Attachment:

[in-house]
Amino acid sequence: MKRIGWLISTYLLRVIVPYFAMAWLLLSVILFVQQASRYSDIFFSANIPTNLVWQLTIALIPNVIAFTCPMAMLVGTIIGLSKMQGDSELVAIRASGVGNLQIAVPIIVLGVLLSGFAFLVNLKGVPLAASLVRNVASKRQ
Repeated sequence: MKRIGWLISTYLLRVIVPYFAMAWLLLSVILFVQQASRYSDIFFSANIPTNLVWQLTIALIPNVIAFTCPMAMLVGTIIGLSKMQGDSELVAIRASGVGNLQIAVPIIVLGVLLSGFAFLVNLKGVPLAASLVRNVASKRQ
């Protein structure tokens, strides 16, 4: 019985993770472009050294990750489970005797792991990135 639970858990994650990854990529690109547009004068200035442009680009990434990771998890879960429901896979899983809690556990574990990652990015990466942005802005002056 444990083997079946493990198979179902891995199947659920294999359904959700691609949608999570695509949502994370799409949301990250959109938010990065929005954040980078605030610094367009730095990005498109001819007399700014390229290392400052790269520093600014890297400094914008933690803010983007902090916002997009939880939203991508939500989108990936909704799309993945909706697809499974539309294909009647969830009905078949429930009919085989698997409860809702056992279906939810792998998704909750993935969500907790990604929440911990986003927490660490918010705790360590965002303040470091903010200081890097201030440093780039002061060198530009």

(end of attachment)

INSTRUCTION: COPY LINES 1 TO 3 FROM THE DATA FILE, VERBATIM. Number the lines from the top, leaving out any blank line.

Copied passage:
[in-house]
Amino acid sequence: MKRIGWLISTYLLRVIVPYFAMAWLLLSVILFVQQASRYSDIFFSANIPTNLVWQLTIALIPNVIAFTCPMAMLVGTIIGLSKMQGDSELVAIRASGVGNLQIAVPIIVLGVLLSGFAFLVNLKGVPLAASLVRNVASKRQ
Repeated sequence: MKRIGWLISTYLLRVIVPYFAMAWLLLSVILFVQQASRYSDIFFSANIPTNLVWQLTIALIPNVIAFTCPMAMLVGTIIGLSKMQGDSELVAIRASGVGNLQIAVPIIVLGVLLSGFAFLVNLKGVPLAASLVRNVASKRQ